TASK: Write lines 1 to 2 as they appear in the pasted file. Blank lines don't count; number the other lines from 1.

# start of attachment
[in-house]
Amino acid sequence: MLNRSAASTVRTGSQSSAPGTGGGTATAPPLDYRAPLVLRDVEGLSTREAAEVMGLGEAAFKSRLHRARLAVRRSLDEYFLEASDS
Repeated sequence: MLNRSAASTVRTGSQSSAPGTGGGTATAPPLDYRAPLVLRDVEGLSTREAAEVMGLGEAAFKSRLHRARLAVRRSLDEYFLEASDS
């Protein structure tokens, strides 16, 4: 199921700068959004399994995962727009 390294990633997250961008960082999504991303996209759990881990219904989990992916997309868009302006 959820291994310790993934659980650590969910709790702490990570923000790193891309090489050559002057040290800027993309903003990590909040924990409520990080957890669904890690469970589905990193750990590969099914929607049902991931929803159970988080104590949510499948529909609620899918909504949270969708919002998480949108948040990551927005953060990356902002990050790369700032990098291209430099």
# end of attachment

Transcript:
[in-house]
Amino acid sequence: MLNRSAASTVRTGSQSSAPGTGGGTATAPPLDYRAPLVLRDVEGLSTREAAEVMGLGEAAFKSRLHRARLAVRRSLDEYFLEASDS